Enhancing Betulinic Acid Dissolution Rate and Improving Antitumor Activity via Nanosuspension Constructed by Anti-Solvent Technique
Authors Li S, Zhang J, Fang Y, Yi J, Lu Z, Chen Y, Guo B
Received 8 October 2019
Accepted for publication 22 December 2019
Published 16 January 2020 Volume 2020:14 Pages 243—256
Checked for plagiarism Yes
Review by Single-blind
Peer reviewer comments 2
Editor who approved publication: Dr Tuo Deng
Shuqi Li, 1–3 Jie Zhang, 1–3 Yuqi Fang, 1–3 Jun Yi, 1 Zhufen Lu, 2, 3 Yanzhong Chen, 2, 3 Bohong Guo 1–3
1Department of Pharmaceutics, School of Pharmacy, Guangdong Pharmaceutical University, Guangzhou, People’s Republic of China; 2Guangdong Provincial Key Laboratory of Advanced Drug Delivery Systems, Guangdong Pharmaceutical University, Guangzhou, People’s Republic of China; 3R&D Team for Formulation Innovation, Guangdong Pharmaceutical University, Guangzhou, People’s Republic of China
Correspondence: Yanzhong Chen
Guangdong Provincial Key Laboratory of Advanced Drug Delivery Systems, Guangdong Pharmaceutical University, Guangzhou 510006, People’s Republic of China
Tel +86 20 3935 2678
Fax +86 20 3935 2501
Department of Pharmaceutics, School of Pharmacy, Guangdong Pharmaceutical University, 280 East Waihuan Road, Guangzhou Higher Education Mega Center, Guangzhou 510006, People’s Republic of China
Tel +86 20 3935 2117
Fax +86 20 3935 2129
Purpose: The aim of this study was to prepare and evaluate betulinic acid nanosuspension (BA-NS) for new drug delivery to enhance its solubility and in vitro anti-tumor activity.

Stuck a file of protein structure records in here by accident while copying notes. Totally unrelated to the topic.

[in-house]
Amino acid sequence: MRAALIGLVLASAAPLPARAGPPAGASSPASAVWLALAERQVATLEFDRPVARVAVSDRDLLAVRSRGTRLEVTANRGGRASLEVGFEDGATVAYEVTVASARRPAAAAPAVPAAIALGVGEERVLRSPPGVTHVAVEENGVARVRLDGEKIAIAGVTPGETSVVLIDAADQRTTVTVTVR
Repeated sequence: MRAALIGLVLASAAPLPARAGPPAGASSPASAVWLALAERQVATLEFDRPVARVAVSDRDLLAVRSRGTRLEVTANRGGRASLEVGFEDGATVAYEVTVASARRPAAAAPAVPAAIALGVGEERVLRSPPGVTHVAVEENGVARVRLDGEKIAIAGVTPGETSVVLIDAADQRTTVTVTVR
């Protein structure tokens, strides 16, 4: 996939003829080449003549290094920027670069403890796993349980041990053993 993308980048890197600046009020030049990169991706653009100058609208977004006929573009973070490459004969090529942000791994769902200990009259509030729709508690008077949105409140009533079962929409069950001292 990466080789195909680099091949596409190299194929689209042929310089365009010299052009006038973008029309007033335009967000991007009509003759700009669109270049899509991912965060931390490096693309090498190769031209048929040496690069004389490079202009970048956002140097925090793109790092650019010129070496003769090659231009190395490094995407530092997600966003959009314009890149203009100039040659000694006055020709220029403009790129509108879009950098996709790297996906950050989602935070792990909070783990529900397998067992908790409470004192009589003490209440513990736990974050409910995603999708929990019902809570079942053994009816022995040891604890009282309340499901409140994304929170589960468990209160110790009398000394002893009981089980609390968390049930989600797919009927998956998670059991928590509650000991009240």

Methods: BA-NS was formulated by an anti-solvent precipitation method using the Box-Behnken design (BBD). Particle size (PS) and Zeta potential were measured by laser particle size analysis. The drug solid state after freeze drying was characterized by scanning electron microscope (SEM), transmission electron microscope (TEM), differential scanning calorimetry (DSC), X-ray powder diffraction (XRPD) and Fourier transform infrared spectroscopy (FTIR) after freeze drying. The saturation solubility and dissolution rate were determined by solubility assay and in vitro dissolution studies, respectively. The in vitro cytotoxicity assay was performed using 3-(4,5-dimethylthiazole)-2,5-diphenltetraazolium bromide (MTT) method.
Results: The PS was 129.7± 12.2 nm having a Zeta potential of − 28.1± 4.5 mV and the polydispersity index (PDI) was 0.231± 0.013, which confirmed that the nanosuspension was in the stable amorphous state. A series of characterization experiments demonstrated that nanoparticles retained original effective structure and existed as spherical or near-spherical nanoparticles in the nanosuspension, but the drug transferred from the crystal state to the amorphous state. The form of lyophilized BA-NS was very successful in enhancing the dissolution rate in PH-dependent way. The cytotoxicity assay revealed that BA-NS could significantly enhance the in vitro anti-proliferation against tumor cells compared to the BA suspension (BA-S).
Conclusion: The BA-NS can remarkably improve solubility and in vitro antitumor activity, which seems very promising for the treatment of cancers in practical application.
Keywords: betulinic acid, nanosuspension, anti-solvent precipitation, Box-Behnken design, cytotoxicity
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